42

I am installing a module globally

$ npm install -g X

and NPM says

"npm WARN deprecated lodash@1.0.2: lodash@<3.0.0 is no longer maintained. Upgrade to lodash@^4.0.0"

how can I find out which module has an dependency on this old version of lodash?

The warning message from NPM doesn't seem to give me any clue which module references this old version (I believe that the module X does not have a direct dependency on this old version of lodash.).

1

6 Answers 6

41

I got an answer for the similar question: https://stackoverflow.com/a/36335866/1115187

Briefly:

npm outdated --depth=3

This command will analyze installed NPM-packages and their versions. The report will contain:

  1. package name
  2. latest version
  3. current version
  4. dependency path (down to depth level)

Hope, this information could help you to gather info about outdated packages.

Next step - get in touch with maintainers of the appropriate package, and ask them to update the package (maybe, you would like to send a pull request).

UPD: npm-check

There is a great npm package: npm-check, that allows checking outdated dependencies. Probably

My favorite feature: Interactive Update — run npm-check -u in the project folder. An interactive menu shows all required information about dependencies in the current folder and allows to update all dependencies in 3 seconds.

7
  • I have current = wanted != last, how to make wanted = last ? Jan 16, 2017 at 12:32
  • @user2080105, there is a lot of info about latest and wanted, for example: stackoverflow.com/a/33835041/1115187 . Most of such answers tell, that wanted is buggy... Jan 17, 2017 at 17:00
  • @user2080105, modify your package.json, to make wanted version specification match the latest version. If it assumes downgrade - read the docs about that dependency, why maintainers set the latest version not on the edge, and create new issue, if required. Here is official documentation about latest and wanted: docs.npmjs.com/cli/outdated Jan 17, 2017 at 17:19
  • 1
    manually modifying package.json leads to incompabilities I guess. this is a big advantage of package managers Jan 18, 2017 at 9:23
  • 1
    Doesn't work on truly deprecated packages. You can try installing and checking for @types/commander, it can't detect it is deprecated
    – Cardin
    Dec 13, 2018 at 2:05
15
npm la <package-name> 

also works, and will give you the most details about the dependency graph of a dependency.

npm ls <package-name>, does something similar but gives you less details

4
  • 1
    This is the correct answer when dealing with a subset of old packages. npm outdated is nice, but will probably spew out a lot of other packages that aren't giving you any trouble. Dec 27, 2016 at 23:20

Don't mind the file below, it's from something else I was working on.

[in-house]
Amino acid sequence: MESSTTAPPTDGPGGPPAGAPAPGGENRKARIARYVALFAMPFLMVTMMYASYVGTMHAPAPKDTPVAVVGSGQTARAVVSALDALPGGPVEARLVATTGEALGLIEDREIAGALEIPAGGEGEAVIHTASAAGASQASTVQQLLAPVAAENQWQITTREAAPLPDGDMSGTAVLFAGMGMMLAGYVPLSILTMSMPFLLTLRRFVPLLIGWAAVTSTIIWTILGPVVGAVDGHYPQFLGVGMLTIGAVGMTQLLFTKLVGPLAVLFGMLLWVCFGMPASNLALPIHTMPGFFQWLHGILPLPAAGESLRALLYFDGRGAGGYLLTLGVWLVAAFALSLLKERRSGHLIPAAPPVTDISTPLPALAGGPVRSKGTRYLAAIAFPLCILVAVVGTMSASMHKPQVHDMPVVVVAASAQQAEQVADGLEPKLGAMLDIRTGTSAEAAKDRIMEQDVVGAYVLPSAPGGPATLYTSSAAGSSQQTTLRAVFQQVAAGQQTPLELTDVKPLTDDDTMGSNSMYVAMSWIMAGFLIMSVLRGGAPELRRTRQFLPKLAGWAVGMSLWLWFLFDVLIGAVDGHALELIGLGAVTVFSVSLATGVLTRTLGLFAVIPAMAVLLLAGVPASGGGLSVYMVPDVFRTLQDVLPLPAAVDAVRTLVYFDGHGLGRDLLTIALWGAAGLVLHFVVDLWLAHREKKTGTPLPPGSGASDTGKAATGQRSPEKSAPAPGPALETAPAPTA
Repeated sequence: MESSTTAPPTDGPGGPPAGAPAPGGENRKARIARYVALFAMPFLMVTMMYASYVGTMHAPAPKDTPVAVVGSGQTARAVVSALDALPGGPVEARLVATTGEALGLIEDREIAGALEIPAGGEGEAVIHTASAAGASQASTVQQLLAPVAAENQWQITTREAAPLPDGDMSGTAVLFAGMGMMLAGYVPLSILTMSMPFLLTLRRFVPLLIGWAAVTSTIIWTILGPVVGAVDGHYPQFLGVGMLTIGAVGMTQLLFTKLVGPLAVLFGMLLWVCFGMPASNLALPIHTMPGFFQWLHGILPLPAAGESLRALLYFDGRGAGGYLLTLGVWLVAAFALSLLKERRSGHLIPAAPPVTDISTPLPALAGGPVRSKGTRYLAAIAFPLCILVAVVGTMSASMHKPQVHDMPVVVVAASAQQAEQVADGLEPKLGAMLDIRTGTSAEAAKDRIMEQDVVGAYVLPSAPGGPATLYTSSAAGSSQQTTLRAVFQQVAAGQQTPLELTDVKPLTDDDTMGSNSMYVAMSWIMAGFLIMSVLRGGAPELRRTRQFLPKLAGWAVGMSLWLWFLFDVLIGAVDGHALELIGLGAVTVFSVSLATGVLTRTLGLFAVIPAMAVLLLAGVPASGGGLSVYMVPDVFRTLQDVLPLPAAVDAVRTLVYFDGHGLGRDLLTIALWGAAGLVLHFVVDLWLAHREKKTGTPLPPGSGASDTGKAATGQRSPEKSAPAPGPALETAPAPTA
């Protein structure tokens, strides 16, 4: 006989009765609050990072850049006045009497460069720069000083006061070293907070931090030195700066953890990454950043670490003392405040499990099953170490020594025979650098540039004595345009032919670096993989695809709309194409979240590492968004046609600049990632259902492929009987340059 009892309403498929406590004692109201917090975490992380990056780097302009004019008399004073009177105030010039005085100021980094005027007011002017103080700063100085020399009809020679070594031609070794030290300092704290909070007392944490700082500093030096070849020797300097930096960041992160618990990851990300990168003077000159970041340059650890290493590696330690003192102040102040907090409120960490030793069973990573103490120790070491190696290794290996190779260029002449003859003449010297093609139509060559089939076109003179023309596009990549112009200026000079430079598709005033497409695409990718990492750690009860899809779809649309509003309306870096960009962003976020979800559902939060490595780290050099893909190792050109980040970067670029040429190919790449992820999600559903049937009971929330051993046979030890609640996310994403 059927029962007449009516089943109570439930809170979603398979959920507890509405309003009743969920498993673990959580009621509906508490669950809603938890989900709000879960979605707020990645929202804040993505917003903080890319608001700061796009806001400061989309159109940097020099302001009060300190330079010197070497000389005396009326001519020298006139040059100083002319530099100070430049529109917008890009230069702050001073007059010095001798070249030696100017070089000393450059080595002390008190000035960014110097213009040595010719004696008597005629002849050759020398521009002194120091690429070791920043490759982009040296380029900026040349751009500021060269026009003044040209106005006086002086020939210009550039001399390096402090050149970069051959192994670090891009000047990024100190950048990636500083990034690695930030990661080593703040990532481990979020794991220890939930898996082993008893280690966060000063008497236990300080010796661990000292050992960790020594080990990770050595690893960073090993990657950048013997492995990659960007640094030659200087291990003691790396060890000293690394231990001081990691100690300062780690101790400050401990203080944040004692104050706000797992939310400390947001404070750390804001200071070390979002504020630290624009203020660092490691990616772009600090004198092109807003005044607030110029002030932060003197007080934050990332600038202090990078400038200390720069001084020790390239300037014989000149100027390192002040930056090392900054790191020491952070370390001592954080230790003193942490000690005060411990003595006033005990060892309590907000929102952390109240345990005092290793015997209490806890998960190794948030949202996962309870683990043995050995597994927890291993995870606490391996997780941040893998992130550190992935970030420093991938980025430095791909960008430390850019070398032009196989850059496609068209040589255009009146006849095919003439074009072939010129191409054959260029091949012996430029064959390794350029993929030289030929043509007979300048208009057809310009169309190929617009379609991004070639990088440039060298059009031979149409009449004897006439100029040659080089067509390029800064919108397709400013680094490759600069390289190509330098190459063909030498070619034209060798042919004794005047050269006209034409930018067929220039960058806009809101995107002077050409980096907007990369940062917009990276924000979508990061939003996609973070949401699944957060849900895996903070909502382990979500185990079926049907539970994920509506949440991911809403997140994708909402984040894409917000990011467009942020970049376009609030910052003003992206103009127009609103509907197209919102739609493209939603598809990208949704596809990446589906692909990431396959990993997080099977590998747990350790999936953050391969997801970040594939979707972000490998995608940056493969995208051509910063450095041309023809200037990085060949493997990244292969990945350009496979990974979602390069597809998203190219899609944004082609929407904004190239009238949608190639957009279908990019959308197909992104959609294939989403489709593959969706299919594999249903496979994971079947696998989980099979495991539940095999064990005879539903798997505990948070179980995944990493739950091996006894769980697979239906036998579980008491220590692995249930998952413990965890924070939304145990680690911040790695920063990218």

• yeah I think so too :) Dec 27, 2016 at 23:23
  • Ref to docs - docs.npmjs.com/cli/v6/commands/…. Feb 13 at 18:11
  • seems does not work for single modules used in various packages Aug 9 at 13:34
4

Use npm list. It will print out all of the packages your module depends on as well as your dependencies dependencies and so forth. Maybe redirect output to a file or grep it so you can search it more easily.

1
  • 5
    This can be fixed by running npm i --save lodash to update lodash to latest version. It worked for me.
    – Imran Khan
    Feb 6, 2016 at 20:17
4

use this

sudo npm install --unsafe-perm -g expo-cli
1
  • 18
    While this code may solve the question, including an explanation of how and why this solves the problem would really help to improve the quality of your post, and probably result in more up-votes. Remember that you are answering the question for readers in the future, not just the person asking now. Please edit your answer to add explanations and give an indication of what limitations and assumptions apply.
    – Dharman
    Nov 28, 2019 at 22:19
3

You could search through all the package.json files under node_modules and see which ones are dependent on lodash 1.0.2.

3
  • 3
    sounds there is/should be a module for this :) Feb 6, 2016 at 5:35
  • aka, a programmatic solution Dec 27, 2016 at 23:19
  • I interpreted this solution to me "use a tool to do the search", not open them manually. If you're quick with your Find in Files tool in your favorite text editor, this is a really quick solution. Though the answer would be more helpful if it clearly suggested using a tool.
    – pbarranis
    Jun 4, 2018 at 16:34
2

For deprecated files you should use the "npm i [package]" syntax, in this case you should use: npm i X and it will fetch all necessary packages, including deprecated ones, but which are required for your installation.

Npm documentation link: https://docs.npmjs.com/using-deprecated-packages

Your Answer

By clicking “Post Your Answer”, you agree to our terms of service, privacy policy and cookie policy

Not the answer you're looking for? Browse other questions tagged or ask your own question.